New York's Mount Sinai Hospital on Manhattan's Upper East Side said on Monday it was testing a man who traveled to a West African nation where Ebola has been reported. The man, who had a high fever and gastrointestinal symptoms, had been placed in strict isolation and was being screened to determine the cause of his symptoms.
The New York patient added to concerns about the often fatal disease after two American healthcare workers contracted it in West Africa, where they had traveled to help fight the disease that has killed nearly 900 people since February.
Missionary Nancy Writebol, 59, will fly on a medical aircraft from Liberia to be treated by infectious disease specialists in a special isolation ward at Emory University Hospital in Atlanta, according to Christian mission group SIM USA.
Emory's specialists on Saturday began treating 33-year-old U.S. doctor Kent Brantly, who also returned home after being stricken with Ebola during the emergency response to the worst outbreak on record of the hemorrhagic virus.
Writebol and Brantly are believed to be the first Ebola patients ever treated in the United States. They served in Monrovia on a joint team run by Christian aid groups SIM USA and Samaritan's Purse and are returning separately because the plane equipped to transport them can carry only one patient at a time.
Writebol was in serious condition, SIM USA said on Monday.
"Her husband told me Sunday her appetite has improved and she requested one of her favorite dishes - Liberian potato soup - and coffee," Bruce Johnson, president of SIM USA, said in a statement.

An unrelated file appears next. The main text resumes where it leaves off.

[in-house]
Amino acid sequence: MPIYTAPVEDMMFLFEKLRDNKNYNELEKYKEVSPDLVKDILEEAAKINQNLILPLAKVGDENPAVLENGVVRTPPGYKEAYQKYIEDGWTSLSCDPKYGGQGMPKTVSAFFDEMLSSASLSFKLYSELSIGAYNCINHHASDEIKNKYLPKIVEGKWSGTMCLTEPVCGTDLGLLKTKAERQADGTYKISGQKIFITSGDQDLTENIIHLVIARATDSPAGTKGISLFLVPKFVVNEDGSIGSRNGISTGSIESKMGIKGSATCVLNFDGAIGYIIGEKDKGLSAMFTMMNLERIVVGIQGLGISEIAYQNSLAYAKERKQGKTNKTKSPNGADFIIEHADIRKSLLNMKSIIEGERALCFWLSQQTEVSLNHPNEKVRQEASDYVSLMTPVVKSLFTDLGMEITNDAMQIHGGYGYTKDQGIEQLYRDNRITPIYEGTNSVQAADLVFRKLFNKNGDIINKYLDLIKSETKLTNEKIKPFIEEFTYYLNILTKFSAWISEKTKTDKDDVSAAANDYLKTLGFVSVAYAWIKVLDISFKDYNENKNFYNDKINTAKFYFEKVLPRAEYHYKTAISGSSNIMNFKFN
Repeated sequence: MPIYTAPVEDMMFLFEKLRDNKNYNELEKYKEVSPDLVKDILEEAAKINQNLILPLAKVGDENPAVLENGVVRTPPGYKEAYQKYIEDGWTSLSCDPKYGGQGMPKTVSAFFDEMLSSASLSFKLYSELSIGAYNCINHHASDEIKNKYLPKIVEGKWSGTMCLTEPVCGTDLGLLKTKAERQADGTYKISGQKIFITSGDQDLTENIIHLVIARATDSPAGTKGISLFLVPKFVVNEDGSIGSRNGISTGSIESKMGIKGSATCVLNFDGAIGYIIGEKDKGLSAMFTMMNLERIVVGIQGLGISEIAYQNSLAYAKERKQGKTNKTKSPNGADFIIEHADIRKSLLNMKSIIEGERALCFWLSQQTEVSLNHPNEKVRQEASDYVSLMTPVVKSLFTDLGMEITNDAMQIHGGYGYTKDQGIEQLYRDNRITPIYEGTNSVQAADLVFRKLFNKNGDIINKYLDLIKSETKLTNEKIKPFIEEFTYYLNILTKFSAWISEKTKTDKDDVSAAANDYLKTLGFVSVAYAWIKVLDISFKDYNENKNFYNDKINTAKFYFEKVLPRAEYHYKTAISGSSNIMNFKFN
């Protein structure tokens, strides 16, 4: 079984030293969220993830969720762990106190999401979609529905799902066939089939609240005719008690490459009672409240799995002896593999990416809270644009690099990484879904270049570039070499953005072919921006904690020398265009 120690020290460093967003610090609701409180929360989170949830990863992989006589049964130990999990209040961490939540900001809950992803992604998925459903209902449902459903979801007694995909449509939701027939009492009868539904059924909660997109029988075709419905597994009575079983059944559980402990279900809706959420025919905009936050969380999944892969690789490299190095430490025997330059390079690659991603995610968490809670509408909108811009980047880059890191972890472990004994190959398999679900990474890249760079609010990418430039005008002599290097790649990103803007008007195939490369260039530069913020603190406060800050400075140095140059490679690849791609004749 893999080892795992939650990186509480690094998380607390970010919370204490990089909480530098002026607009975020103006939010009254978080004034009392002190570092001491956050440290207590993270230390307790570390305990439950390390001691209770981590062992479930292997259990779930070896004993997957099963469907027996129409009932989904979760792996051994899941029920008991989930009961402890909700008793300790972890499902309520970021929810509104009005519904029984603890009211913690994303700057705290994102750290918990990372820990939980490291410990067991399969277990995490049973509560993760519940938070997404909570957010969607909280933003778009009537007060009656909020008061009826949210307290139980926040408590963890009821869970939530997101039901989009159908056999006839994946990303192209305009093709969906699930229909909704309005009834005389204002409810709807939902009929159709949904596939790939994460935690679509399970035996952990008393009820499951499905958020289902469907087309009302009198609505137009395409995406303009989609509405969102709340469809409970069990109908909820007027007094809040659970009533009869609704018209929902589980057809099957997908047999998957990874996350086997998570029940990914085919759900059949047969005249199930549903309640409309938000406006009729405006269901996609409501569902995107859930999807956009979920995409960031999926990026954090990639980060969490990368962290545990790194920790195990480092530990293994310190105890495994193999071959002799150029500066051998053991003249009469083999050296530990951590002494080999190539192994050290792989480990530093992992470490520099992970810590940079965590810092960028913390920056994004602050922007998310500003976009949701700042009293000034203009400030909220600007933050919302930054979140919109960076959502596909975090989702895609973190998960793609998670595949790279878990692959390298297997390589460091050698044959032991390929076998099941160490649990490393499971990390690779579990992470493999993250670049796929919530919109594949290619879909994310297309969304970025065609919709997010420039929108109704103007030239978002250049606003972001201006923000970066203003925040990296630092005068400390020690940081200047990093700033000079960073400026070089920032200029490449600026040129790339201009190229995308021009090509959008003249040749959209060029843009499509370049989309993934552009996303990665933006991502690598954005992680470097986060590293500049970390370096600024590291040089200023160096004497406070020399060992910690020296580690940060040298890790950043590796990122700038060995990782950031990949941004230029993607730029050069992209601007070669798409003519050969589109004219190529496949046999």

Meanwhile, Brantly's wife, who had returned home to Texas before he became ill, said in a statement late on Sunday that she had seen her husband and that he was in good spirits.
"He thanked everyone for their prayers and asked for continued prayer for Nancy Writebol's safe return and full recovery," Amber Brantly said.
SIM said a missionary group of two adults and six children it evacuated from Liberia due to the outbreak arrived on Sunday in Charlotte, North Carolina, where they will be housed temporarily on the organization's campus. None have shown symptoms of infection, the group said.
Both Brantly and Writebol saw their conditions improve by varying degrees in Liberia after they received an experimental drug previously tested only on monkeys, said a representative for Samaritan's Purse.
The drug was developed by San Diego-based private biotech firm Mapp Biopharmaceutical Inc. Shares for another company, Canada-based Tekmira Pharmaceuticals Corp, one of a few to have developed Ebola treatments advanced enough to be tested on people, slumped after media reports about the Mapp drug.
There is no proven cure for Ebola, and the death rate in the current epidemic is about 60 percent, experts say.
Standard treatment for the disease is to provide supportive care. Doctors at Emory will try to maintain blood pressure and support breathing of the workers, with a respirator if needed, or provide dialysis if they experience kidney failure, as some Ebola sufferers do.
White House spokesman Josh Earnest said there were no plans to stop flights to the United States from countries grappling with Ebola. Screening is being done to watch for travelers exhibiting symptoms, including some participants at a U.S.-hosted Africa summit in Washington.
Brantly and Writebol each had lived in Liberia since last year with their spouses and, in Brantly's case, two young children.
Brantly joined the Samaritan's Purse post-residency program after completing his residency in family medicine at John Peter Smith Hospital in Fort Worth, Texas, and then became part of the organization's medical team helping to fight Ebola.
Writebol, a mother of two from Charlotte, is a longtime missionary who had been working for SIM USA as a hygienist who decontaminated the protective suits worn by medical workers inside the isolation ward at a treatment center in Monrovia.